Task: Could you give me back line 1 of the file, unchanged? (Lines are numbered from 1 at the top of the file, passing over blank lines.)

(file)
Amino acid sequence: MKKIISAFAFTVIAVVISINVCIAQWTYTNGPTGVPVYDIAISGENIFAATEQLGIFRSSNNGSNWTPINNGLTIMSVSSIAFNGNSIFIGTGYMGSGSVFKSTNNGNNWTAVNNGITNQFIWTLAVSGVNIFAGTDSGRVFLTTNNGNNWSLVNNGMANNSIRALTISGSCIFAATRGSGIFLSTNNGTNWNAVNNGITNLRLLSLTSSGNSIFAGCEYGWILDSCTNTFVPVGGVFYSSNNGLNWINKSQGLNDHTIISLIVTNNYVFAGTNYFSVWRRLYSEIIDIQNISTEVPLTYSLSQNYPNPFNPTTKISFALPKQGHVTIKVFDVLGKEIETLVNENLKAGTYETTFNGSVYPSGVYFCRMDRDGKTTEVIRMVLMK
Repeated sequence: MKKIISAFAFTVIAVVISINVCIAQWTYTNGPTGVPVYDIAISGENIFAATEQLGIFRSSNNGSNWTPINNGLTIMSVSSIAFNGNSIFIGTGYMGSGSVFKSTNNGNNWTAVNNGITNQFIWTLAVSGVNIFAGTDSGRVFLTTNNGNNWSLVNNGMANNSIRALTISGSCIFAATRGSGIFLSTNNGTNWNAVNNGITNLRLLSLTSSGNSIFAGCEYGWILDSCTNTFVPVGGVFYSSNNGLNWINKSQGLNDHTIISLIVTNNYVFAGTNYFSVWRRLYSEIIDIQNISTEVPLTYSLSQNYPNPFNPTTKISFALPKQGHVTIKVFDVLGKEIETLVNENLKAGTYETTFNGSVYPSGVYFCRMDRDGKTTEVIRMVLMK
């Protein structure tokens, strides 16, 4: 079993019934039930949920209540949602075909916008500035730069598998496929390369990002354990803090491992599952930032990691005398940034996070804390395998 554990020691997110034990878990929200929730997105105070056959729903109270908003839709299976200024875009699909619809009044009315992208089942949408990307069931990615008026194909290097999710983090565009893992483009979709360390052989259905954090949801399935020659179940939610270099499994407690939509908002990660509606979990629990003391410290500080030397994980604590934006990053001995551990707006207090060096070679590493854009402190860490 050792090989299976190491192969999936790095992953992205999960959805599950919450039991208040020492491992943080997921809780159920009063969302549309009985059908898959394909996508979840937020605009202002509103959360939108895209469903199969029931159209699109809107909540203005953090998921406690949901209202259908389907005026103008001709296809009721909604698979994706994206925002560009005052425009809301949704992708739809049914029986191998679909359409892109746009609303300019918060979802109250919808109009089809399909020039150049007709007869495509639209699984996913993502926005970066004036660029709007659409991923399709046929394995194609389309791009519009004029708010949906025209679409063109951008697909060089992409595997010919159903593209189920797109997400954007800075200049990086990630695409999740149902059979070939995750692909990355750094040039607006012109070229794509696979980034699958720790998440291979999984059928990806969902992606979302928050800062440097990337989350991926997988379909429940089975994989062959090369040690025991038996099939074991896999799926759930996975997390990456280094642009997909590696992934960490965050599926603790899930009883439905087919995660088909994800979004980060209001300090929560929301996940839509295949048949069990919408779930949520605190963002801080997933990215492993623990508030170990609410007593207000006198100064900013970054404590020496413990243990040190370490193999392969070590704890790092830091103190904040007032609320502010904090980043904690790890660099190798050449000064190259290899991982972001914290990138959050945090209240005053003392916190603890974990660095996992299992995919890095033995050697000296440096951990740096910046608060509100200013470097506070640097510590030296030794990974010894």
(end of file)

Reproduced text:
Amino acid sequence: MKKIISAFAFTVIAVVISINVCIAQWTYTNGPTGVPVYDIAISGENIFAATEQLGIFRSSNNGSNWTPINNGLTIMSVSSIAFNGNSIFIGTGYMGSGSVFKSTNNGNNWTAVNNGITNQFIWTLAVSGVNIFAGTDSGRVFLTTNNGNNWSLVNNGMANNSIRALTISGSCIFAATRGSGIFLSTNNGTNWNAVNNGITNLRLLSLTSSGNSIFAGCEYGWILDSCTNTFVPVGGVFYSSNNGLNWINKSQGLNDHTIISLIVTNNYVFAGTNYFSVWRRLYSEIIDIQNISTEVPLTYSLSQNYPNPFNPTTKISFALPKQGHVTIKVFDVLGKEIETLVNENLKAGTYETTFNGSVYPSGVYFCRMDRDGKTTEVIRMVLMK